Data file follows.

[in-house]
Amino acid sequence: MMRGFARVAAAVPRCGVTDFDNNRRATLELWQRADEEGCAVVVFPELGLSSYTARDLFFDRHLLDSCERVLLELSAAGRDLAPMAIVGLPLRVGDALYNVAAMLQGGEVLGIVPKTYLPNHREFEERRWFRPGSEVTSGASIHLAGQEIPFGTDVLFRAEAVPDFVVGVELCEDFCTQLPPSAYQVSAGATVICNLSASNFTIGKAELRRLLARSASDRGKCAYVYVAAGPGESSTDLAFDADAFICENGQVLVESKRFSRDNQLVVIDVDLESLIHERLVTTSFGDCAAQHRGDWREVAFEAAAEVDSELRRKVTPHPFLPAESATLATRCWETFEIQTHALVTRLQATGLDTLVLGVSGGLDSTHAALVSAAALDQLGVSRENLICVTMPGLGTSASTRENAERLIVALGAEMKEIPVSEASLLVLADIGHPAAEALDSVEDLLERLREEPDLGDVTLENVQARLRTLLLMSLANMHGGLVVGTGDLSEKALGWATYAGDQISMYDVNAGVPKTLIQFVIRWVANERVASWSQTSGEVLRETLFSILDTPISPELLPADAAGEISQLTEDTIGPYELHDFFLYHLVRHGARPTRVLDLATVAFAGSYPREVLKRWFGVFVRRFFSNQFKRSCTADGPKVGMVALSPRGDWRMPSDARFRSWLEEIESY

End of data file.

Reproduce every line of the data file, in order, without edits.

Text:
[in-house]
Amino acid sequence: MMRGFARVAAAVPRCGVTDFDNNRRATLELWQRADEEGCAVVVFPELGLSSYTARDLFFDRHLLDSCERVLLELSAAGRDLAPMAIVGLPLRVGDALYNVAAMLQGGEVLGIVPKTYLPNHREFEERRWFRPGSEVTSGASIHLAGQEIPFGTDVLFRAEAVPDFVVGVELCEDFCTQLPPSAYQVSAGATVICNLSASNFTIGKAELRRLLARSASDRGKCAYVYVAAGPGESSTDLAFDADAFICENGQVLVESKRFSRDNQLVVIDVDLESLIHERLVTTSFGDCAAQHRGDWREVAFEAAAEVDSELRRKVTPHPFLPAESATLATRCWETFEIQTHALVTRLQATGLDTLVLGVSGGLDSTHAALVSAAALDQLGVSRENLICVTMPGLGTSASTRENAERLIVALGAEMKEIPVSEASLLVLADIGHPAAEALDSVEDLLERLREEPDLGDVTLENVQARLRTLLLMSLANMHGGLVVGTGDLSEKALGWATYAGDQISMYDVNAGVPKTLIQFVIRWVANERVASWSQTSGEVLRETLFSILDTPISPELLPADAAGEISQLTEDTIGPYELHDFFLYHLVRHGARPTRVLDLATVAFAGSYPREVLKRWFGVFVRRFFSNQFKRSCTADGPKVGMVALSPRGDWRMPSDARFRSWLEEIESY